Several years of experiments have proven growers can reduce lygus numbers and yield money-saving results for California’s organic strawberries.
The process uses alfalfa as a trap crop to attract the western tarnished plant bug (Lygus Hesperus Knight Hemiptera: Miridae), then vacuuming the pests from alfalfa rows.
“I’ve been impressed by alfalfa as a trap crop for lygus,” says Sean Swezey, assistant director, Center for Agroecology and Sustainable Food Systems, University of California, Santa Cruz.
He, along with the Center’s Diego Nieton and Janey Bryer, conducted the experiments, mostly in organic strawberry fields.
“Over the three experiment years, twice-weekly summer vacuuming of alfalfa trap crops with a tractor-mounted device reduced lygus adults and nymphs by 72 percent and 90 percent respectively,” Swezey says.
He shared the experiment results with 50 of the world’s lygus experts at the Second International Lygus Symposium at Pacific Grove, Calif.
“Vacuuming alfalfa trap crops reduces an organic growers’ costs (tractor, fuel, and driver time) by 78 percent compared to whole field vacuuming practices,” Swezey notes.
Completely randomized design cropping experiments on an organic strawberry farm from 2002-2004 showed adult and nymph lygus were more abundant in alfalfa trap crops than in comparable edge strawberry row.
The summer vacuuming also significantly reduced damage associated with lygus in un-vacuumed organic strawberries (June and July, 2002; June, 2003; and June/July, 2004), compared with either an untreated control (2003) or the organic growers’ standard whole-field vacuuming treatment.
An economic analysis showed a positive return from vacuumed trap crops could be realized.
The Western Sustainable Agriculture Research and Education funded the field studies.
“The overall net return (savings) for three months of vacuumed alfalfa trap crop treatments in 2004 was calculated at $1,829 per hectare,” Swezey says.
California strawberry growers produce about 60 percent of the nation’s crop on 20,000 to 30,000 acres. About 7,000 acres of organic strawberries are grown in the Central Coast region.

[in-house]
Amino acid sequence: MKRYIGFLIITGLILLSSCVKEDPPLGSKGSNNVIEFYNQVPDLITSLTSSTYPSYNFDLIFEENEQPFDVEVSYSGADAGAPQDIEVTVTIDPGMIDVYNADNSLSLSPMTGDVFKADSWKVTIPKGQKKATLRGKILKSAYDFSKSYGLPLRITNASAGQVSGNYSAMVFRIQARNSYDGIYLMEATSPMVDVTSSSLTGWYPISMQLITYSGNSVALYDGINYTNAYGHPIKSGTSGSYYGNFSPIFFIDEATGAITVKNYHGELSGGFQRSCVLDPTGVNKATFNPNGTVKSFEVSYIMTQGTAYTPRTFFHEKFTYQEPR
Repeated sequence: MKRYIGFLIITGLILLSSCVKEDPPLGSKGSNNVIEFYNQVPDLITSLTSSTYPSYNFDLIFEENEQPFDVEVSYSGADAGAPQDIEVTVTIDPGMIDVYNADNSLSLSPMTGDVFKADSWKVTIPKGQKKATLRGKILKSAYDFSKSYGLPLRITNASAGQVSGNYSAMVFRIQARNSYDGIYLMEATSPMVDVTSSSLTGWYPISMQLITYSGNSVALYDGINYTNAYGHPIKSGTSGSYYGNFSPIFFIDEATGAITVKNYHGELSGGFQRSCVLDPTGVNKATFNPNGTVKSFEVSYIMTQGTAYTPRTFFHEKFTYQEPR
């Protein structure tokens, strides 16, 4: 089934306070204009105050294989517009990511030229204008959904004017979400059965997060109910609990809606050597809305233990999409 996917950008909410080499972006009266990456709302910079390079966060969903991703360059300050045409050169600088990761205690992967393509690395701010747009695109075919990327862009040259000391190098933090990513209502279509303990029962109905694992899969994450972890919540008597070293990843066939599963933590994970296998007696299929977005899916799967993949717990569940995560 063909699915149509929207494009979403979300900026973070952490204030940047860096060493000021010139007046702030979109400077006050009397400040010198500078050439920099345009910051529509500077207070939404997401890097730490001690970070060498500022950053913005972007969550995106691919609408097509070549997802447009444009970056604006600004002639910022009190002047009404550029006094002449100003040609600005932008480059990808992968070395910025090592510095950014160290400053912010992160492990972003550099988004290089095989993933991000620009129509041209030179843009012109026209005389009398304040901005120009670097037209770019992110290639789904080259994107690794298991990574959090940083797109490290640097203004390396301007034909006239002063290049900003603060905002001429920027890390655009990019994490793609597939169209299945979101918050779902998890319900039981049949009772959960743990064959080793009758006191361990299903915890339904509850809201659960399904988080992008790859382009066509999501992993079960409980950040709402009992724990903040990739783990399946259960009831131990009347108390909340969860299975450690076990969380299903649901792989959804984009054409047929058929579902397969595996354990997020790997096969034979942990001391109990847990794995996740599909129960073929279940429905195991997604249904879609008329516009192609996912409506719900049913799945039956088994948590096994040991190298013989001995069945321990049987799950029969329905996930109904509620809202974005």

In strawberry fields, two generations of nymphs — especially the second — cause the most damage, not migrating adults. Lygus cause cat-facing of fruit, rendering it unsaleable on the fresh market.
In the study, the alfalfa trap crop was planted in a row, eliminating a row of strawberries. Planted at the same time as strawberry crowns, the alfalfa was watered by the same drip system. Fertilization was also same. The trap crop received no special horticultural considerations.
Trap crop planting has been tried in waste places and roadside ditches and other abandoned spots, but hasn’t worked, Swezey notes. Agricultural machinery or employees, unaware of the crop placement, often destroy such plantings.
“We really believe alfalfa is a crop in the middle of the main crop,” he says. All experiments covered a tenth of a hectare plot.
He calls the latest field vacuum version that’s much wider than the original machines, the “Secret on the Central Coast.”
“The vacuums can generate 35 miles an hour of negative pressure through the hoods,” Swezey says. “The ability to vacuum alfalfa and the ability to suppress lygus adults and nymphs is quite high.”
Several trials were conducted on a check alfalfa row, where a vacuum was driven through without the fan engaged. A tractor without a fan will suppress lygus bugs, either flying to the side or flying away.
“They don’t like the disturbance. When you turn on the fan, the reduction is quite good between the pre-pass and the first pass. You get a 70 percent reduction.”
“We’re trying to use this technology as effectively as possible, but we don’t want to cover the world with vacuums either.”
The idea is to vacuum the trap crop but not the strawberries. The best lygus reductions occur out to row four from the trap row.
Whole field vacuuming without trap crops is the typical way that organic growers approach lygus suppression, Swezey says.
“They just use it as a wind machine and run it over all the strawberries. We believe this is counterproductive, if you can get significant reductions by concentrating the vacuuming in the trap crop row.”
Whole field vaccuming is 70 percent more expensive than just vacuuming the trap crop, he says. “It’s three times as much effort, cost, and expense, so we’re trying to run the vacuum strictly in the trap crop.”
Trap crops can cover 2 percent to 3 percent of the strawberry field.
The alfalfa should be mowed twice a year, but not lower than a foot high. A portion of the trap crop should be flowering at all times, Swezey says, which acts as a strong attraction for adult lygus.
The tractor should run at “stall speed,” or about 2 mph. The vacuum should run at 30 to 35 mph.